The 2016 tax year officially opened Jan. 19 when the Internal Revenue Service started accepting 2015 tax returns.
Despite rumors that several valuable homeowner deductions might be eliminated or modified, taxpayers are in luck this year. In mid-December, Congress passed the Protecting Americans from Tax Hikes Act of 2015. Many exemptions that would have expired were extended for a year or more, and others were made permanent.
Spared were the exemption for private mortgage insurance to protect the mortgage holder; the tax credit for energy-efficient home improvements; and the exclusion for mortgage-debt forgiveness for owners of a foreclosed or short-sale home.
The elimination of those allowances would have been a significant financial setback to many homeowners. According to a recent National Association of Realtors survey — Profile of Home Buyers and Sellers (November 2015) — 80 percent of home buyers view home ownership as a good investment, and 43 percent believe that buying a house is a better investment than putting money in the stock market.
The association estimates that homeowners save an average of $3,000 a year in taxes from mortgage-interest and property-tax deductions.
To take advantage of the tax breaks allowed homeowners, Schedule A of the IRS Form 1040 must be completed. The IRS provides information in its Publication 530 ( www.irs.gov/publications/p530 ), which outlines what can — and cannot — be deducted.
Lisa Greene-Lewis, a certified public accountant and a tax expert for online tax preparer TurboTax, pointed out that its program asks homeowners specific questions related to a home purchase or homeownership to prevent any allowable deductions from falling through the cracks.
For example, Greene-Lewis said, the program will ask such questions as: Are you a homeowner? Did you pay points? Did you refinance the mortgage?
Brian Davis, a CPA with Ross and Moncure in Alexandria, Va., said that most of his homeowner clients are aware of the common deductions. But they often need to be reminded of others — such as points paid on a prior refinance.
“If a homeowner paid points on a refinance in the past and then obtains a new refinance loan, the balance of the points from the prior loan may still be deducted,” Davis said. He also said clients should keep track of any large capital improvements they make to the home because those expenses can be deducted — to help reduce any capital gains tax that might be due — when the property is sold.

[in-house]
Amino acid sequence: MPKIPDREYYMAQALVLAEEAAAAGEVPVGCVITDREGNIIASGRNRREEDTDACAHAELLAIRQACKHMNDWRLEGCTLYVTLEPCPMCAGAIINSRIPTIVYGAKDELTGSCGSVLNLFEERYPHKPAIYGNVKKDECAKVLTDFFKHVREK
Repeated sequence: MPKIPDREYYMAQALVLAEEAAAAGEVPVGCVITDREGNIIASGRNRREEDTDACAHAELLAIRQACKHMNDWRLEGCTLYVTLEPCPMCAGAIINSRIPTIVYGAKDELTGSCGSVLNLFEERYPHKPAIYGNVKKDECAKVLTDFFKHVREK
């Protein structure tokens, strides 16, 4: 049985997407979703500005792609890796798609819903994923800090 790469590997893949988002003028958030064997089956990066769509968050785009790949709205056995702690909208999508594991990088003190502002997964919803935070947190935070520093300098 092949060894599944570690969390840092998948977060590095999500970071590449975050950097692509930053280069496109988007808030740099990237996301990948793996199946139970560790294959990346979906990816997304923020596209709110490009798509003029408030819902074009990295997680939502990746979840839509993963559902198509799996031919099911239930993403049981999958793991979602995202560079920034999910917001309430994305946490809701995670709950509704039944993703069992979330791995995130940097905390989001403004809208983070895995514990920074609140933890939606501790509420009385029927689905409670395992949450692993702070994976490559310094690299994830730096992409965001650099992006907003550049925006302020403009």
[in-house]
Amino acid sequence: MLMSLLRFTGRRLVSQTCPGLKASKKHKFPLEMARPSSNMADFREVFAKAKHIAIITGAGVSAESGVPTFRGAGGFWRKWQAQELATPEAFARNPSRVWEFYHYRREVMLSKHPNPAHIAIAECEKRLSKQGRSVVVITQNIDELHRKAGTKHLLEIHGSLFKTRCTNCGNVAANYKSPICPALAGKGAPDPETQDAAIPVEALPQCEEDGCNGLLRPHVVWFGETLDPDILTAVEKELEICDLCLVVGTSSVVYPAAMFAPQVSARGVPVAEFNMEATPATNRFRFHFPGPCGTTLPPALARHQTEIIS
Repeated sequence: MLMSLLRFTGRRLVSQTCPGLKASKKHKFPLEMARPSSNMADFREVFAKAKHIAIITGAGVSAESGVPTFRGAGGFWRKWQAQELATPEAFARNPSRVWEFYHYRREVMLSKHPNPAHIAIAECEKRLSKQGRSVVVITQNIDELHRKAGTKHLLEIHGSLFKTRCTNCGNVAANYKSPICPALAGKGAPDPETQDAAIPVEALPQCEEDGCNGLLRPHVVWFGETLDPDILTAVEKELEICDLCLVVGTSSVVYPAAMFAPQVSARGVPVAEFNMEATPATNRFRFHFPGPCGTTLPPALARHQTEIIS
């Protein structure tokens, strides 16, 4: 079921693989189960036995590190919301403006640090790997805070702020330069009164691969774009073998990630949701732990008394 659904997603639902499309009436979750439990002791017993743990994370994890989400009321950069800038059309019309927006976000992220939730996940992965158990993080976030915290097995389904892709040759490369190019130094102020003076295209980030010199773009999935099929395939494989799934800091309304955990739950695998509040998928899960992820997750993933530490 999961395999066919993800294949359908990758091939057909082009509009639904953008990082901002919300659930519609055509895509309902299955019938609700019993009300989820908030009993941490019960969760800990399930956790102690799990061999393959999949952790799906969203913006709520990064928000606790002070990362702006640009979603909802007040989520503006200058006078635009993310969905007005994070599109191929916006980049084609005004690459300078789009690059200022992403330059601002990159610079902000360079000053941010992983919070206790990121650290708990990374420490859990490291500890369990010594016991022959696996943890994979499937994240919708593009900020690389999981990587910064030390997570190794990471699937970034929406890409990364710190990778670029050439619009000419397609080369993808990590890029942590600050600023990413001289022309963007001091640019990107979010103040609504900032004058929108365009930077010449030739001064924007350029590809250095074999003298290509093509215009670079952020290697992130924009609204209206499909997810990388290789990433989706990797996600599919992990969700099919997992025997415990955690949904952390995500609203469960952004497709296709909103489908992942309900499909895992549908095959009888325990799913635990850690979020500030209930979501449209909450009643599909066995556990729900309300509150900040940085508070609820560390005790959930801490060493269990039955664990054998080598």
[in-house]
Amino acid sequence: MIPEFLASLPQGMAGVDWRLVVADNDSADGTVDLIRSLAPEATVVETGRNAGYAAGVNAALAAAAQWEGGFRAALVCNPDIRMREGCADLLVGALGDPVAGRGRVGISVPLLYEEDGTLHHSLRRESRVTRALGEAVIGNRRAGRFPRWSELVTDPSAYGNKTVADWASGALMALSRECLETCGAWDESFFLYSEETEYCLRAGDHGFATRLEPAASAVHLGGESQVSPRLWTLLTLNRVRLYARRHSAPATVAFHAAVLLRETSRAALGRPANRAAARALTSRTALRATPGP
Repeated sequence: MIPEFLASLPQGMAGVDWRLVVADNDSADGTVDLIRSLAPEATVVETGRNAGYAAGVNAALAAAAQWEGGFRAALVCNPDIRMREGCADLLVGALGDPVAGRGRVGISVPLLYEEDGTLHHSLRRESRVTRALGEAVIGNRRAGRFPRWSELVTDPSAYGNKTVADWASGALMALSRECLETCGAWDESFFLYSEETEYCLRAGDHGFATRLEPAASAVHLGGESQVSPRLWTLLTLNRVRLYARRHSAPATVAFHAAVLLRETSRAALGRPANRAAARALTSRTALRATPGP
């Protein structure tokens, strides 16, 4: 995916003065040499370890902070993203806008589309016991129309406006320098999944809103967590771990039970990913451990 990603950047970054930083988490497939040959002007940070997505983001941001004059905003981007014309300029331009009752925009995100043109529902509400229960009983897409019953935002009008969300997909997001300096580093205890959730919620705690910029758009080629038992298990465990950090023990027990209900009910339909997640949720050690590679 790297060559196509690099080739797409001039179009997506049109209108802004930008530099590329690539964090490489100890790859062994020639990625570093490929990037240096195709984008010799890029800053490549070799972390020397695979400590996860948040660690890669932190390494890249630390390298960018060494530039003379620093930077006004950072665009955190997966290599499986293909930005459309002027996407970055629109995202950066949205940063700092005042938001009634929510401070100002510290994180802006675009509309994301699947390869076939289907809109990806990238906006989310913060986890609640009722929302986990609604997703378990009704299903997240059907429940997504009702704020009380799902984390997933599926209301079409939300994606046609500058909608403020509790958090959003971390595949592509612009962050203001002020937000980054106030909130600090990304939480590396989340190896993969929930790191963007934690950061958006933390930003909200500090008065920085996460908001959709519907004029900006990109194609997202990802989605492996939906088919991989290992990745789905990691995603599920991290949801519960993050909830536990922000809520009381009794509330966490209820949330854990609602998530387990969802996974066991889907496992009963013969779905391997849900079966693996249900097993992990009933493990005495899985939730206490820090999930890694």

If you purchased a home last year, some costs associated with the sale will be deductible; others may not be. Look at the closing statement (either the HUD-1 or the replacement Closing Disclosure form used after Oct. 3, 2015) to determine what is allowed.
The items on the closing statement will fall into three categories relevant to your tax return: tax-deductible in the current year; capitalized (added to the price paid for the property and, therefore, part of your base for capital-gains-tax purposes when you sell); neither (personal expense).
Some tax-deductible items include mortgage interest, points, loan-origination fees, prepayment penalty, property taxes and PMI. Capitalized items include pest-clearance costs, title-insurance premiums, and attorney, appraisal, recording, notary and escrow fees. Personal expense items include fire insurance premiums, money paid into an impound account (funds held in reserve by the lender to pay property-related costs, such as property taxes and insurance) and condo association fees.
Here are facts about some deductions that you may not be aware of:
- Mortgage interest on a refinance, a home-equity loan or a home-equity line of credit may be deducted as an expense.
- Private mortgage insurance may be deductible for a second property in addition to a primary residence (as long as the second home is not a rental unit).
- Discount points — paid to lower the interest rate on a loan — may be deducted in full for the year in which they were paid.
- Discount points on a refinance must be amortized over the life of the loan.
- Home improvements made for medical reasons can be tax-deductible under certain circumstances.
- Homeowners who work from home can generally deduct expenses for a qualified office — phone lines, heating and electric expenses and renovations — including a portion of mortgage interest, property taxes and insurance.
- The deductibility of a mortgage varies with the length of the loan. Homeowners pay about 65 percent less mortgage interest with a 15-year mortgage than with a 30-year loan.
- An energy-efficiency tax credit may apply to storm doors and energy-efficient windows, insulation, air-conditioning and heating systems. The credit is currently 10 percent of the amount paid up to $500.
- Mortgage-debt relief related to a short sale or foreclosure has been extended to include cancellations completed during 2015 and 2016.